Astronomers discovered that Earth has two other ‘moons’ in addition to the one we’re all familiar with, according to a study published in the Monthly Notices of the Royal Astronomical Society. That is, if you’ll consider two massive dust clouds to technically be called moons.

Though astronomers had an inkling there might be other natural satellites in Earth’s orbit, none had ever been officially recorded until just recently. And now Polish astronomer Kazimierz Kordylewski is probably laughing from his grave, saying “I told you so,” as he was the first to report seeing the dust moons in 1961. At least they honored him by naming these pseudo-satellites Kordylewski clouds.

The clouds were officially discovered by Hungarian astronomers Gabor Horvath and Judit Sliz-Balogh of Eötvös Loránd University in Budapest. Using special equipment, the two were able to clearly distinguish the hazy clouds against the dark backdrop of empty space.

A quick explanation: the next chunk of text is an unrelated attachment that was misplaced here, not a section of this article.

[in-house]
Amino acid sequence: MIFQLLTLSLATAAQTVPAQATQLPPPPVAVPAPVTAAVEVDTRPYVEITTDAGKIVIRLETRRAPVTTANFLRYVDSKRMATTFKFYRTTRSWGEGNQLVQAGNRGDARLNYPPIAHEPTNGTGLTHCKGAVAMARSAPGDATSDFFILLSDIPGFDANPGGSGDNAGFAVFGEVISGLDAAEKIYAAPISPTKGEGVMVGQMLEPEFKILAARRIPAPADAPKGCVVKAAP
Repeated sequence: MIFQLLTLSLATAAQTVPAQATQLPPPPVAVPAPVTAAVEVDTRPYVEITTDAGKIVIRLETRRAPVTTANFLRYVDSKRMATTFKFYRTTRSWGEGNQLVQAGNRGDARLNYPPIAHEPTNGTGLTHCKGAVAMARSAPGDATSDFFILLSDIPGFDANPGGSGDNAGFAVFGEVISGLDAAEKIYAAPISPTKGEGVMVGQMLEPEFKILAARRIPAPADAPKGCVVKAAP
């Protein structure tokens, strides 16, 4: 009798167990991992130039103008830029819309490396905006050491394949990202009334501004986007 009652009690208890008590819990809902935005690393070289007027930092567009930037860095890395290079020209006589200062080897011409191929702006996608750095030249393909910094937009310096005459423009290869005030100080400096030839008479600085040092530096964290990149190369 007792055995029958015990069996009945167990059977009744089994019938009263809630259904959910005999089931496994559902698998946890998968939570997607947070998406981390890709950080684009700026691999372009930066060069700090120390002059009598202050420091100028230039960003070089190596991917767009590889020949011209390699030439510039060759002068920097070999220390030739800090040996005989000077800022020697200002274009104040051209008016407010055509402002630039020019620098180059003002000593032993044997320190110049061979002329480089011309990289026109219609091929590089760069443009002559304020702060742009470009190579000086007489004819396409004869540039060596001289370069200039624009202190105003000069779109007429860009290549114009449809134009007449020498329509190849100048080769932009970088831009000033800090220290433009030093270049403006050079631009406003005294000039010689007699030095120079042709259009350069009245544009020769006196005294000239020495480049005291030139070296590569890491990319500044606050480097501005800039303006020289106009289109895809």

But with all of the technology in the aerospace industry it’s odd we’re just finding these dust clouds that have been orbiting our planet at Lagrange Points – the position where they remain balanced by the centripetal force of their orbit and the gravitational pull of the Earth and Sun. Our dust moons reside in the L4 and L5 Lagrange points.

And it’s within these Lagrange points that NASA planned to put satellites in a holding position to conserve fuel for interplanetary missions, including trips to Mars. With potential missions on the horizon, it’s a good thing these cosmic dust bunnies were confirmed in the event they might pose any threat to spacecraft.

“The Kordylewski clouds are two of the toughest objects to find, and though they are as close to Earth as the Moon are largely overlooked by researchers in astronomy,” Slíz-Balogh said. “It is intriguing to confirm that our planet has dusty pseudo-satellites in orbit alongside our lunar neighbor.”